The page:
The Columns

Office Hours: Classics Professor Rebecca Benefiel The associate professor of classics won a grant from the National Endowment for the Humanities to support the digitization of Pompeian epigraphy, along with Sara Sprenkle, associate professor of computer science.

— by on January 2nd, 2018

Classics Professor Rebecca Benefiel

What drew you to the study of classics?

I began studying Latin and enjoyed learning about another culture. Then I started reading more broadly — about Roman religion, ancient history, politics and government. In college, I took classics courses in ancient law, archaeology, philosophy and city planning. With each perspective, I couldn’t help but reflect on where we’ve been and where we are today. There is a reason why classics provided an entire college education for our founding fathers.

Tell us about digital humanities and classics.

Classics was employing digital humanities decades ago, and my specific field of research, epigraphy (the study of inscriptions), was a leader within classics, so I’ve grown up with it. Studying the ancient world, we need systems to make sense of it all, as well as tools to communicate with scholars in other countries. We move forward more productively when we are working together.

The growth of digital humanities has benefited the liberal arts broadly by providing access to material. Inscriptions in Pompeii, the papers of Thomas Jefferson, marriage records of churches in 16th-century England — more material can now be studied from anywhere in the world because it has been digitized. Digital humanities also provides tools. So, we can use a computational imaging technique (RTI) to reveal inscriptions that are invisible to the naked eye, or X-ray fluorescence to read through a charred scroll burned in a volcanic eruption. How we use those tools, and the questions we ask of what we find — these are still the most important steps.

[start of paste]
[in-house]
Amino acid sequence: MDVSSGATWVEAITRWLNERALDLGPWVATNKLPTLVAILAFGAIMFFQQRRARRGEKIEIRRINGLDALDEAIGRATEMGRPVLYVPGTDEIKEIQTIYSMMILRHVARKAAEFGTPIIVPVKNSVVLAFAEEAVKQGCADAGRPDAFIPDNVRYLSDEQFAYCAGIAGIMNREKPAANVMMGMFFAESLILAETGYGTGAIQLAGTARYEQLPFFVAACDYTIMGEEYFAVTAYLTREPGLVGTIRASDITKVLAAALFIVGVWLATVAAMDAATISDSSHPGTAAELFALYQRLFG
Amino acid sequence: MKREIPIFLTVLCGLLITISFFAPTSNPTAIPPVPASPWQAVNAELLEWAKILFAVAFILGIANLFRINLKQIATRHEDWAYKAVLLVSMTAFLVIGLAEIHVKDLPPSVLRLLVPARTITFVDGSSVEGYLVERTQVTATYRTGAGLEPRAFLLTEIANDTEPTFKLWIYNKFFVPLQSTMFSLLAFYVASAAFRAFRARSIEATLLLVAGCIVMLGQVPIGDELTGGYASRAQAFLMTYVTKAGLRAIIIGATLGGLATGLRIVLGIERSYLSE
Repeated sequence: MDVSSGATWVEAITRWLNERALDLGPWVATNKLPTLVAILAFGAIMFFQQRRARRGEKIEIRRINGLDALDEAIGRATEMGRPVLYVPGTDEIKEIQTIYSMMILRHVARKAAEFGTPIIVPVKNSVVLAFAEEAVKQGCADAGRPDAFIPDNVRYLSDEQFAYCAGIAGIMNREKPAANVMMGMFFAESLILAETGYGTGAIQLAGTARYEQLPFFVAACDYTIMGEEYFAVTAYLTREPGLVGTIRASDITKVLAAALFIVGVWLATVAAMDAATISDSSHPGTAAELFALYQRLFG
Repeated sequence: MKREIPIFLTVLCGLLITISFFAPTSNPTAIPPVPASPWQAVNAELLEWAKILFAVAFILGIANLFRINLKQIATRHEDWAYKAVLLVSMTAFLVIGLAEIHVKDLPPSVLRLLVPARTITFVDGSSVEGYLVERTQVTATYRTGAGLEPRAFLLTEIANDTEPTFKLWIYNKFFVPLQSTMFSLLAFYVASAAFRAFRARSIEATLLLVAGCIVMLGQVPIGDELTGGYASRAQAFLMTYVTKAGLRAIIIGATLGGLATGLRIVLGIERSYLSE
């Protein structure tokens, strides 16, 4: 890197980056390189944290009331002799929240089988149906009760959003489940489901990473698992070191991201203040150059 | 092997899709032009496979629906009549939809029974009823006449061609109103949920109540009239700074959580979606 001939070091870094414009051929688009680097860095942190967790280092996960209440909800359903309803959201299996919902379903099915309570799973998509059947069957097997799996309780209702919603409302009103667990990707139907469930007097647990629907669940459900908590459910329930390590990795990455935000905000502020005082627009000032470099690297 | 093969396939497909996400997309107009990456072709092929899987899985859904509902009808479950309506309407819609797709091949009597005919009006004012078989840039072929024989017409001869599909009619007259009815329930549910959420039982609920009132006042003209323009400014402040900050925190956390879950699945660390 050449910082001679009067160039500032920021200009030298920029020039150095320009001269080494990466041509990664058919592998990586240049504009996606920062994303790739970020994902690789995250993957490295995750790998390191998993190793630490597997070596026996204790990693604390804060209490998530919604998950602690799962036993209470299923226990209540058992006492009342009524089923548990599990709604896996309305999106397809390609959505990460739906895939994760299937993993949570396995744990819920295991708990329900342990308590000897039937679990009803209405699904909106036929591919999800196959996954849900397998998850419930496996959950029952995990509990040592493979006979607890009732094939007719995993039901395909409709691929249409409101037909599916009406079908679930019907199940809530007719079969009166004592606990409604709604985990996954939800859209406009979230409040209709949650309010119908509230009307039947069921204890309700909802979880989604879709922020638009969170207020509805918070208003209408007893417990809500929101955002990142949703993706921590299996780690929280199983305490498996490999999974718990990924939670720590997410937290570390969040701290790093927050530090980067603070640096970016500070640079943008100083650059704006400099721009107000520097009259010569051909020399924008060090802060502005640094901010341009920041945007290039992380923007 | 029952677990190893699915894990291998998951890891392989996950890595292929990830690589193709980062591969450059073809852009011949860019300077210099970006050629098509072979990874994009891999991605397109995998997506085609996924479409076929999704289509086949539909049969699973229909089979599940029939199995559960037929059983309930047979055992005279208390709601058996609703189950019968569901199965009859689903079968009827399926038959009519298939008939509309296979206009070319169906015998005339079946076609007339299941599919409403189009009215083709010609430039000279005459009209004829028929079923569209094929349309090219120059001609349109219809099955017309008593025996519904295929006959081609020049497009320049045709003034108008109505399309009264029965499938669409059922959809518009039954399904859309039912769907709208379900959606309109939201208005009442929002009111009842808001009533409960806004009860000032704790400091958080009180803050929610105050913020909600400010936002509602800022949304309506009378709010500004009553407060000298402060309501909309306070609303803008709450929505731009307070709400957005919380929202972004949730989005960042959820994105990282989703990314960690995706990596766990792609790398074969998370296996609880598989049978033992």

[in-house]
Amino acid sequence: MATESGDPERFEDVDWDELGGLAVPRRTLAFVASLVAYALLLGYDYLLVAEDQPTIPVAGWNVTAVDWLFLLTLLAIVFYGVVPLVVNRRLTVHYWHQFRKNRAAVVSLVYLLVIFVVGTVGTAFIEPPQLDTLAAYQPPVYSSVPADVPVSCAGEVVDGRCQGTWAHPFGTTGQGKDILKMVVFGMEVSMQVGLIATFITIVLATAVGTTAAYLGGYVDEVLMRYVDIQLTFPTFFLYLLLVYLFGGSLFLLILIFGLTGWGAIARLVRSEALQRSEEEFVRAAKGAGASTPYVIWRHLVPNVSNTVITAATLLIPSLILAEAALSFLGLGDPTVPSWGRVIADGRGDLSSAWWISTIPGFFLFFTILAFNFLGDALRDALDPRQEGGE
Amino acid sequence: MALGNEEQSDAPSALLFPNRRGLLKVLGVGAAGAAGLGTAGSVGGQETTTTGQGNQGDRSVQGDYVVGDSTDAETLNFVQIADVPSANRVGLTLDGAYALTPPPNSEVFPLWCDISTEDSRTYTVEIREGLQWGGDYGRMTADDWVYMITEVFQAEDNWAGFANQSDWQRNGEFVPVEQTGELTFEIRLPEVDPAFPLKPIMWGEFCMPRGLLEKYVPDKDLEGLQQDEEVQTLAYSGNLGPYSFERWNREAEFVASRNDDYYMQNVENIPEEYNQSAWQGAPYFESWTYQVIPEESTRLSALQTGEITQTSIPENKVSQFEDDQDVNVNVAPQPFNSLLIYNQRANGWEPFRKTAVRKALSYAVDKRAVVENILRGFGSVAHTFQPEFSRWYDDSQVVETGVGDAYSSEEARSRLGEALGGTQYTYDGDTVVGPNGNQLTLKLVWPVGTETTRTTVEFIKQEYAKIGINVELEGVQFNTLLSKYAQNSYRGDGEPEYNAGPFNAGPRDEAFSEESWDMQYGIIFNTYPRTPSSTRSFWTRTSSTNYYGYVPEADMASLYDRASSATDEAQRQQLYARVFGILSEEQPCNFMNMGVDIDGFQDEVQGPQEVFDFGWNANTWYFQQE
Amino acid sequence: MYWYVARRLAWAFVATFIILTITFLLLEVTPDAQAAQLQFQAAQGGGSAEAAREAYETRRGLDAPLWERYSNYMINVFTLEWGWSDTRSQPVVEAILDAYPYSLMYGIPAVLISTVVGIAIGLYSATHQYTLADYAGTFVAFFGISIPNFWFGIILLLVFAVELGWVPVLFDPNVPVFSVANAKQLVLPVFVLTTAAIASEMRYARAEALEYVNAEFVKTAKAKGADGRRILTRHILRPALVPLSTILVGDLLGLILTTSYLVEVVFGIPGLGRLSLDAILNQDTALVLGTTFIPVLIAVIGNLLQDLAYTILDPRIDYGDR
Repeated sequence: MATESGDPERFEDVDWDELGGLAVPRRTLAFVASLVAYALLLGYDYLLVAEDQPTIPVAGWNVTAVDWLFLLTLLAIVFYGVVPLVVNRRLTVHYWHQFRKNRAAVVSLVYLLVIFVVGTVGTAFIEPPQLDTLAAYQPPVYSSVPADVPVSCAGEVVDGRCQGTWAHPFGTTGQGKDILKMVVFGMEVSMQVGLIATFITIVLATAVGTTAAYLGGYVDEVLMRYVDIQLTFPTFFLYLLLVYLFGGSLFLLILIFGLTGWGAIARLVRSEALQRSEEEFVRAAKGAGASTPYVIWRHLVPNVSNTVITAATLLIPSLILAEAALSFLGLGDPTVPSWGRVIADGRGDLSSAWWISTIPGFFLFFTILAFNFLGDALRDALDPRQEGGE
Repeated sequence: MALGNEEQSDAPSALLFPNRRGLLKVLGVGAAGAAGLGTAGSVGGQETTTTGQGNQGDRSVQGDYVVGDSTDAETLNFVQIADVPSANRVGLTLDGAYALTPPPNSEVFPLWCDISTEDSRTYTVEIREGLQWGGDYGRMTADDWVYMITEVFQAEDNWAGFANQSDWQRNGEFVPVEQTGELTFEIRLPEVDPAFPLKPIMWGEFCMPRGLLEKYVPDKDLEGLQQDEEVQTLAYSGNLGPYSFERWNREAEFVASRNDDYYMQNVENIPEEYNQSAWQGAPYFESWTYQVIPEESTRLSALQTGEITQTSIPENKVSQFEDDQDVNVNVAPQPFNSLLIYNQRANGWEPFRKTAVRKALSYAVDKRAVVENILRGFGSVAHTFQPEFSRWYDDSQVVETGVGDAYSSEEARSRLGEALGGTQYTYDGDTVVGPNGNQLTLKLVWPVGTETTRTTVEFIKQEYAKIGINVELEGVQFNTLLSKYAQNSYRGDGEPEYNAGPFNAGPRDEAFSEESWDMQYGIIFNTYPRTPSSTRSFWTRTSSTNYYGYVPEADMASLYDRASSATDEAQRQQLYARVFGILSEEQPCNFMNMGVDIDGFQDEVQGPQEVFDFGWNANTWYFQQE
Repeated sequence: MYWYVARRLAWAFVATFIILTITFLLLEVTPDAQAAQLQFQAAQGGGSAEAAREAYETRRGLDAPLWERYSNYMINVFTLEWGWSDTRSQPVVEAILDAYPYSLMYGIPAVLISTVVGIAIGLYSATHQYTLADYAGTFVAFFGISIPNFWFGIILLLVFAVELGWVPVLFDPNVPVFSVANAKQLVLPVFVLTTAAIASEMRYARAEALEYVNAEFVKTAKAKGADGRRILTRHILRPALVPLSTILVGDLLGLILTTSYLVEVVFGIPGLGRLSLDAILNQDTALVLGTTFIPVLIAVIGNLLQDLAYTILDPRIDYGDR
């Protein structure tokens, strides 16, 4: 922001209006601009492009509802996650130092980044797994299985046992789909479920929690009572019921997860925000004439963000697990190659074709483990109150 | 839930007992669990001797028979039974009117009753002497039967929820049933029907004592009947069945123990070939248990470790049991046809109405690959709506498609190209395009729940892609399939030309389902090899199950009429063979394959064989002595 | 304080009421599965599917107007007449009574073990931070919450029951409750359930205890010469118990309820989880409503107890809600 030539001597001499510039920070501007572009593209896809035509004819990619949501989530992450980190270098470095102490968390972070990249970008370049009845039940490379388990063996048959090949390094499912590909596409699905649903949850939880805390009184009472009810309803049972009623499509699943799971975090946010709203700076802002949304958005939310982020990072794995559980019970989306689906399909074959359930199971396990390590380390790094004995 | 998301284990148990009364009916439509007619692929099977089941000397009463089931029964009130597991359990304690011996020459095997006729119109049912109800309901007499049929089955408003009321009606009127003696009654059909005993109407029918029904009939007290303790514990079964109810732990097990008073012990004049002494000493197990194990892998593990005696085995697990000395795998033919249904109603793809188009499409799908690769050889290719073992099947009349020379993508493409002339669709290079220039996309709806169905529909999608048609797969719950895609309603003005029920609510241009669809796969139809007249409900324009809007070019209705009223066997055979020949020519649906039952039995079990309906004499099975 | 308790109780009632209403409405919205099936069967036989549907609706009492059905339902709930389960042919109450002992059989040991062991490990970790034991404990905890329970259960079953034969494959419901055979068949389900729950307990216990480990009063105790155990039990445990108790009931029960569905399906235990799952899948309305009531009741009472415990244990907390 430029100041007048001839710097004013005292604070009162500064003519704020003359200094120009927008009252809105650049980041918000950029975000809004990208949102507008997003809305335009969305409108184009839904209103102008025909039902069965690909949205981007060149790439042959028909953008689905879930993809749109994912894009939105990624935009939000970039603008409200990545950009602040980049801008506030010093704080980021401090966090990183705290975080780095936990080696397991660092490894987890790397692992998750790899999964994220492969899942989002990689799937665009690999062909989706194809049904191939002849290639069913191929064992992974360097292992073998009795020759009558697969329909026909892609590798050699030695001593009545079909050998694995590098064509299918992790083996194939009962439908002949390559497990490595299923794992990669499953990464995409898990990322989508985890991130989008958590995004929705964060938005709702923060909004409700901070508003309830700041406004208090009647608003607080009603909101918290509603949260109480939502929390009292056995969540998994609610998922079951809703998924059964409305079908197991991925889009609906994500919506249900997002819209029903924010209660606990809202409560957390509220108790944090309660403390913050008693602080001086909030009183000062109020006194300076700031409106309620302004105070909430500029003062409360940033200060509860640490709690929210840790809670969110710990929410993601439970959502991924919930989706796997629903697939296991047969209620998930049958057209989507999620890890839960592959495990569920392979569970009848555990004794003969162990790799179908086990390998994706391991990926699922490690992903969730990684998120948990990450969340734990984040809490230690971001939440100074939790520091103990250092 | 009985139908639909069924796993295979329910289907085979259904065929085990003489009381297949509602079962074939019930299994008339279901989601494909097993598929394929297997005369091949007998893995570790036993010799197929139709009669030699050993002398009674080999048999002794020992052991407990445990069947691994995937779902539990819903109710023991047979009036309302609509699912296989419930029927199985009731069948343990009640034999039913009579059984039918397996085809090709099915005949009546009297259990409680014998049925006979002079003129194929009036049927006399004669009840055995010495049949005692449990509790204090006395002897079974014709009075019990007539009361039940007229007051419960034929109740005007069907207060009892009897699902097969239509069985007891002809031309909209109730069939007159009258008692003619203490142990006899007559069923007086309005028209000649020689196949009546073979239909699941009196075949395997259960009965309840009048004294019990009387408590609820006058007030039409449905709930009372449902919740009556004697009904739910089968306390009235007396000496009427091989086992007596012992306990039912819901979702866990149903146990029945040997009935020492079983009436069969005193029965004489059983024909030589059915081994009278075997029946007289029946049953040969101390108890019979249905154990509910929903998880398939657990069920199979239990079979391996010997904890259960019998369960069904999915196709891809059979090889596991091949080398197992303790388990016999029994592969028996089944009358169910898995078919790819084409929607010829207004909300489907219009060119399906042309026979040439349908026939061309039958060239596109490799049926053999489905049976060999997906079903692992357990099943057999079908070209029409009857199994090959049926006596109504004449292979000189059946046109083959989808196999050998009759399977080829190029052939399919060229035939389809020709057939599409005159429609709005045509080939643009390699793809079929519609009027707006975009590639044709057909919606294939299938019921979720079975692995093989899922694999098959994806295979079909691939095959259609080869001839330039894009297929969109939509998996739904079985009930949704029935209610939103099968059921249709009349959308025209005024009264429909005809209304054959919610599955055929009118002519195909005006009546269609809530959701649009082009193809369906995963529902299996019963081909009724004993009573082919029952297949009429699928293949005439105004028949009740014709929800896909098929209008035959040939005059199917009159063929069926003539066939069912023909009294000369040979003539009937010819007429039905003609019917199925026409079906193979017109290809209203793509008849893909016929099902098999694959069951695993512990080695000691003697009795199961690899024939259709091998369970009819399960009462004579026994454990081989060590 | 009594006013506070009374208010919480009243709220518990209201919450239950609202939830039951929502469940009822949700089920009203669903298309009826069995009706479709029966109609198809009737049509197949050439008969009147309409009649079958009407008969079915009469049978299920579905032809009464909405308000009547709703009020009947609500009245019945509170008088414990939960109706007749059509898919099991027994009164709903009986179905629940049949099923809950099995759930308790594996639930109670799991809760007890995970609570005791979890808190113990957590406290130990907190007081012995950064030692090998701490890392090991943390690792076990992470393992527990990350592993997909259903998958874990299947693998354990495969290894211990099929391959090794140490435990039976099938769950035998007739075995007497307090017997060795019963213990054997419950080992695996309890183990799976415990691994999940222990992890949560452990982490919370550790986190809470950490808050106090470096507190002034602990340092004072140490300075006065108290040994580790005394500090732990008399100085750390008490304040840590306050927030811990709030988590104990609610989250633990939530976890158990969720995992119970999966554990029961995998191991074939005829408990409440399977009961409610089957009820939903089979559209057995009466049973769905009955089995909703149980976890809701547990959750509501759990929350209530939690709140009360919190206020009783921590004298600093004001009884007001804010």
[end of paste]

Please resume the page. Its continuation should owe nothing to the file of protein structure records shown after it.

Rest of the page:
For example, hyperspectral imaging saw through a blot on a draft of the Declaration of Independence. It revealed that Jefferson had written “subjects” and then changed it to “citizens.” He had lived his entire life under a monarchy. How did he have to shift his way of thinking to reconceive of a citizen body? How do you create a democracy? Both the “digital” and the “humanities” are important.

What do you find most rewarding about teaching at W&L?

Smart, respectful students; good colleagues; an administration that supports us in our teaching and our research, and in whom we have confidence. That combination makes a great university. Plus, my colleagues in Leyburn Library are amazing.

What would you tell a student thinking about studying classics?

Classics creates skilled thinkers and analysts. The governor of California (Jerry Brown), the last mayor of London (Boris Johnson), the founder of CNN (Ted Turner), along with author Toni Morrison and even actor Tom Hiddleston — what do they have in common? They all studied classics.

Classics majors have among the highest LSAT scores of any major and the best admittance rates for medical school. But the skills acquired are useful for many professions: close reading, analysis, understanding patterns and language structure, synthesizing information, communicating clearly. (These are benefits of studying the liberal arts.) Classics students learn how information fits together and acquire a greater awareness of the world. Classicists were even selected to be code-breakers during World War II.

Just a look at our recent majors illustrates what a strong W&L education can do. They have gone on to major law firms, to consulting firms, to medical school, to teaching, to the Federal Aviation Administration, to the Peace Corps, to a Rhodes scholarship. Our students can do anything!

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